First of all, avoid spaces in file, volume and foldernames. A space is a seperation character for arguments. Either use my_name or myName instead, to keep it readable.
      However, you can escape it by using my\ name.
      Thanks for dropping by.... I didnt use it by choice its just how I found the hdd to be named with lsblk. probably you mean afterwards if I am goin to mount this hdd to a spot not to use spaces (of course I woudnt) but since I dont quite understand how it works I referenced it how I found it . my\ name its not quite informative. To my example below how I should reference it
      /srv/dev-disk-by-label-New Volume
    • New

      I usually quote arguments with spaces in their path or name.

      "/home/adoby/my file"

      But escapes and direct codes are fine too.

      I don't use Midnight Commander to checksum. Typically I use md5sum or md5deep to checksum.
      OMV 4, 7 x ODROID HC2, 1 x ODROID HC1, 3 x 12TB, 2 x 8TB, 1 x 4TB, 1 x 2TB SSHD, 1 x 500GB SSD, GbE, WiFi mesh
    • New

      Maybe Syncthing or BTSync would be more to your liking? Both have docker containers available. I tested Syncthing and it's pretty easy to set up. I was gonna use it in place of rsync, but ultimately decided it was just as simple for me to use rsync.

      Personally, I love rsync and have had no problem with it other than years ago when I was figuring out scheduling jobs... Once I got that awkward process down, it was easy peasy, but I don't use any triggers. Everything in the source folder, gets sync'd to the destination folder.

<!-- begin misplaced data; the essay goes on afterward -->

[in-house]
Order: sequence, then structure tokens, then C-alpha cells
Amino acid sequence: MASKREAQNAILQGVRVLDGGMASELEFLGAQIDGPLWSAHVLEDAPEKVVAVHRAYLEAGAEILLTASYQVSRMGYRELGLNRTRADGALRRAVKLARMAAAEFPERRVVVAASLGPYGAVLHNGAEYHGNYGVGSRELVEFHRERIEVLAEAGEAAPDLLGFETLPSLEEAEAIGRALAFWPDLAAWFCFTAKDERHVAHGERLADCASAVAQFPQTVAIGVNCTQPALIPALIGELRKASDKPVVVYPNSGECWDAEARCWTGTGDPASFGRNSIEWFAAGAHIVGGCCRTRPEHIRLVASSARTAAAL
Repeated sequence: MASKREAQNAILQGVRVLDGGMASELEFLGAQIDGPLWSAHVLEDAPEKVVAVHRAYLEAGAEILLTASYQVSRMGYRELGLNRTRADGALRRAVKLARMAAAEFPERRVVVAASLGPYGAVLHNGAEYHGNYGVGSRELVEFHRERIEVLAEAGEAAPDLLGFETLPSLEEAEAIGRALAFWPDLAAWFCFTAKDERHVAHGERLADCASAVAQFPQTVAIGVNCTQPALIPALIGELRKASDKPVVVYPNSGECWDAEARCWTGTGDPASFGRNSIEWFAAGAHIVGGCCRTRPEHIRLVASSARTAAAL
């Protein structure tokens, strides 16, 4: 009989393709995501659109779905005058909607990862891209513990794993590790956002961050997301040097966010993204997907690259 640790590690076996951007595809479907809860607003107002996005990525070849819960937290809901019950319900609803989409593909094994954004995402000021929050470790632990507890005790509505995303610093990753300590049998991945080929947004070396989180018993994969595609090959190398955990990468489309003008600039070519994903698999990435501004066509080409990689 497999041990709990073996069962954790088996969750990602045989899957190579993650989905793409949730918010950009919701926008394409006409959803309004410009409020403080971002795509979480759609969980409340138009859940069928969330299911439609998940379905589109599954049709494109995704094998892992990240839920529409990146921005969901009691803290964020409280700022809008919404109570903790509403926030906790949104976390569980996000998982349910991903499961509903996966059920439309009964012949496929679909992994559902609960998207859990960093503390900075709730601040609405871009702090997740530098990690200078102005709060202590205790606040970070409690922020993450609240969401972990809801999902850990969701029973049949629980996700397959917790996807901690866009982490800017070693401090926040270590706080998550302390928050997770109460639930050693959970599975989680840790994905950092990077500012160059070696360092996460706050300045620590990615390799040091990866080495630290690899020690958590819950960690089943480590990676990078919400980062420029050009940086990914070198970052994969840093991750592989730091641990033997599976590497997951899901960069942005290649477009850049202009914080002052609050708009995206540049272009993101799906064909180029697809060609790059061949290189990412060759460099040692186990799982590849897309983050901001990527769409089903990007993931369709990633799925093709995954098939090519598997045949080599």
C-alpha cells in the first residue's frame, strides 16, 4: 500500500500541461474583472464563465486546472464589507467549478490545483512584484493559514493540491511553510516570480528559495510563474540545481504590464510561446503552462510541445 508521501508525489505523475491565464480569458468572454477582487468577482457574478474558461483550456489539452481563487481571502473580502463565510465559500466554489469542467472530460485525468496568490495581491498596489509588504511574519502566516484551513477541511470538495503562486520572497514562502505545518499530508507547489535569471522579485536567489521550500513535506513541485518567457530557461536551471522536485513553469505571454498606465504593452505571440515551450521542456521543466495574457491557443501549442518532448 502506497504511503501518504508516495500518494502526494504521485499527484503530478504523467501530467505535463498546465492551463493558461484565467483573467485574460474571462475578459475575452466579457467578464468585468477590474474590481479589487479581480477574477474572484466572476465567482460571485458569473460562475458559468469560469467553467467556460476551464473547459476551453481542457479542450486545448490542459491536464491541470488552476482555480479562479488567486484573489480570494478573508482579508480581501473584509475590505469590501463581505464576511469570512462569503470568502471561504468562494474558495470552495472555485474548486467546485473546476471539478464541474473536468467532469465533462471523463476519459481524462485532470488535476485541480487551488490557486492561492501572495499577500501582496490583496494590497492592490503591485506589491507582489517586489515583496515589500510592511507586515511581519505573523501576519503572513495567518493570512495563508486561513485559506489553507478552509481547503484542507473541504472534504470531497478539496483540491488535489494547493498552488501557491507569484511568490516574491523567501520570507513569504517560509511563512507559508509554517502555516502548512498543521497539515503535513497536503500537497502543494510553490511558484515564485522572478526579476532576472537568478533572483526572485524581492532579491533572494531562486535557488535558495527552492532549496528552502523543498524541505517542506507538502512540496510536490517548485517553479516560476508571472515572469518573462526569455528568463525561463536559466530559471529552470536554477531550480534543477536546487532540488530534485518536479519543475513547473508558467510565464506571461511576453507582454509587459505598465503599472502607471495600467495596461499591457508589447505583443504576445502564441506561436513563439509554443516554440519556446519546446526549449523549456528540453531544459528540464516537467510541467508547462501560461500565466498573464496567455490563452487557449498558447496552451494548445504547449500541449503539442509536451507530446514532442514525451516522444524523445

Air Conditioners are a lot like PC's... They work great until you open Windows.

    • New

      Adoby wrote:

      I usually quote arguments with spaces in their path or name.

      "/home/adoby/my file"

      But escapes and direct codes are fine too.

      I don't use Midnight Commander to checksum. Typically I use md5sum or md5deep to checksum.
      The upside for escaping is, that auto completion still works, while with quotations strings it does not always work. In other situations, I use quotation strings too.


      ieronymous wrote:

      Adoby wrote:

      Typically I use md5sum or md5deep to checksum.
      Is there a how to for the the above procedure
      Very first google result: unixtutorial.org/using-md5deep…aring-directories-in-unix
    • New

      KM0201 wrote:

      Maybe Syncthing or BTSync would be more to your liking?
      Used it with Unraid but no point for me since I need the upper parent folder to be copied also. Image having to create folders for each music genre and sub genre I have created in my database all over the years.

      getName() wrote:

      Very first google result: unixtutorial.org/using-md5deep…aring-directories-in-unix
      Thanks... its not that I m bored to search but sometimes you need the right way of typing what you need to find in order to have the correct results....just needed a verification that I m reading the right stuff.